Visiting the Highlands would be great, but the Lowlands scrub up not bad themselves, eh?

Wednesday, 6 January 2021

Pentland Sunrise

Thank goodness for local hills.

Pentland sunrise:

It's tough being forced to stay local, but when you have hills like the Pentlands nearby, it could be worse.

West Kip:

I met a woman the other day who confessed she had been up the Highlands during the recent travel restrictions, and was planning to go again.

It made me think of the Sabbath on Lewis a couple of decades ago. It was socially unacceptable to do anything other than Bible study, but behind closed doors people would cook, watch TV, do housework, make babies, etc. The key was to not flaunt your Sabbath-beeaking.

Most of us publicly accept the current restrictions, but I wonder how many are privately like that woman in the Pentlands?

Sub-blushed Ben Vorlich and Stuc a'Chroin, achingly inacessible across the Lowland plain:

Monday, 30 November 2020

Scotland's Story

This blog has been quiet over the last couple of years. There's one good reason for that. This:
Let's take a closer look...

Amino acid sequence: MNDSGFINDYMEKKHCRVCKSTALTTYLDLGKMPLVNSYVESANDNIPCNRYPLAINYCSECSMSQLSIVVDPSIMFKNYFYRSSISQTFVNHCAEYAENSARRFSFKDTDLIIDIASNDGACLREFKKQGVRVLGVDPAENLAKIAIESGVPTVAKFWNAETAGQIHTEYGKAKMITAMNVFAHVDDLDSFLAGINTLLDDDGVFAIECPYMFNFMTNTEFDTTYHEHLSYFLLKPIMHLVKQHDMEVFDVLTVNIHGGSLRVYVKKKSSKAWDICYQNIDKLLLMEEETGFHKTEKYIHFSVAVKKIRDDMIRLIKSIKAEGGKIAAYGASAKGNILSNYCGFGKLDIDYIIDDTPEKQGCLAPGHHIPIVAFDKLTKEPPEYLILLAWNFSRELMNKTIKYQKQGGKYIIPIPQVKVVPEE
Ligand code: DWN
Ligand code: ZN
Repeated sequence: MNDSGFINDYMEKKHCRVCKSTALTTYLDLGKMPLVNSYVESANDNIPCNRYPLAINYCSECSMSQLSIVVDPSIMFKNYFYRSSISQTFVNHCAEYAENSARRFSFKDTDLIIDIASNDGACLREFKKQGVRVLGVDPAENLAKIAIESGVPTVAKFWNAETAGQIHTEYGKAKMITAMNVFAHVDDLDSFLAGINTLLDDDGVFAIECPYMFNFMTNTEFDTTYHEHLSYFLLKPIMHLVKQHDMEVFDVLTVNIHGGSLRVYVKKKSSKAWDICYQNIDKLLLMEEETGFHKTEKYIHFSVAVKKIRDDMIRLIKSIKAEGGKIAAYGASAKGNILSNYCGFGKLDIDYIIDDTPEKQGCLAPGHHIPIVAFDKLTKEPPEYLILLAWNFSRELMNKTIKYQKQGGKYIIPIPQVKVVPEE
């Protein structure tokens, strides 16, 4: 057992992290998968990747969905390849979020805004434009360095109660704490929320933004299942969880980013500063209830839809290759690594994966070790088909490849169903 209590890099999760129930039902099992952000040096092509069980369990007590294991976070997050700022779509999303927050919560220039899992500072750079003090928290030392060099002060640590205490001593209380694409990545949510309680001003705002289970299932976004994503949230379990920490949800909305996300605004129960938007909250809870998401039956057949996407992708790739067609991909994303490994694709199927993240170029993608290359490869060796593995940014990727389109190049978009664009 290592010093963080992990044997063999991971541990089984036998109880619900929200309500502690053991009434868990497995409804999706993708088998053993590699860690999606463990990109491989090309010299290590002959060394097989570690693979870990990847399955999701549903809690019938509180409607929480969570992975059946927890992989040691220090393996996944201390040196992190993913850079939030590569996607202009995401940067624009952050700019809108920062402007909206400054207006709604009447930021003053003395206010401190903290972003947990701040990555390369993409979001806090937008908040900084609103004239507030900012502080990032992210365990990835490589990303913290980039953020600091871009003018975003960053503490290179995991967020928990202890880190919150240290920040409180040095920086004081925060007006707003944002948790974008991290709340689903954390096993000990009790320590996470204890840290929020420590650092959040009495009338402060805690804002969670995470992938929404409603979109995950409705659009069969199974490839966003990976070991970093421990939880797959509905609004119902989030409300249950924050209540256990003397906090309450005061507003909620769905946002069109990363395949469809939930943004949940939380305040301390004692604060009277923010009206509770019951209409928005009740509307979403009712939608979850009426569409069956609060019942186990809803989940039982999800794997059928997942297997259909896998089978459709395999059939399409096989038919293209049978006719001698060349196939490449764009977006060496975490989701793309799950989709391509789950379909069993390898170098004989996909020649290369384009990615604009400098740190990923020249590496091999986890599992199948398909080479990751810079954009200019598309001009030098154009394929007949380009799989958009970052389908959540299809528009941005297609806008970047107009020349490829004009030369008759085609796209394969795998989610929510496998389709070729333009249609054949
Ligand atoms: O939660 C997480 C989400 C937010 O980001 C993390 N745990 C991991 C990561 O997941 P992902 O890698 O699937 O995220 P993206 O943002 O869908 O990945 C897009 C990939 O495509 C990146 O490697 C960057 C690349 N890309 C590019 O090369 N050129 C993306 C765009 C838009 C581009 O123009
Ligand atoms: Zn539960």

It's my history book, published this week! So new, I only have the proof copy. But you can buy your own copy here and get it delivered before Christmas.

I love Scottish history, and years ago decided to systematically discover more. I loved finding out things I never knew about, like the story of the Picts, or the Scottish origins of the American rednecks. What was even more intriguing was discovering things I thought I knew, that turned out not to quite be the case: Scottish history has so many myths and legends that there were plenty of those! What is the real origin story of the Saltire, for example?

Eventually I realised that there was a book in what I'd learned. An accessible, yet fact-checked and up-to-date history of Scotland.

'From Ice Age to Indyref',

I subtitled it. But the first draft was half a million words, and there was no way that was going to be published! The edits alone would take years.

So I split the book into three volumes:
  • Covenant covers from 1513 to 1815, and the pivotal moments of Reformation, Union, Empire and the titanic showdown with Napoleonic France.
  • Citizen covers from 1815 to 2014, and the struggle for ordinary people for dignity and representation, while others try their fortunes abroad.
  • And this first book, Foundation is the cornerstone of them all: covering all the way up to 1513 and the Battle of Flodden, it describes how several different peoples combined to form and then defend a country called Scotland.
Researching and writing this has been a real labour of love. And you can get the fruits of this labour by heading over here and buying your own copy!

Friday, 21 August 2020

The Light and the Land

A rainy day in the Black Mount.

Yet between sweeping showers, moments of beauty can be found.

Wet feet at a high lochan, tin-tacked with rain.

We take to the cloud-swallowed hills.

We get back wet and tired. This has not been a classically good day. Yet who could say we had not been priviledged?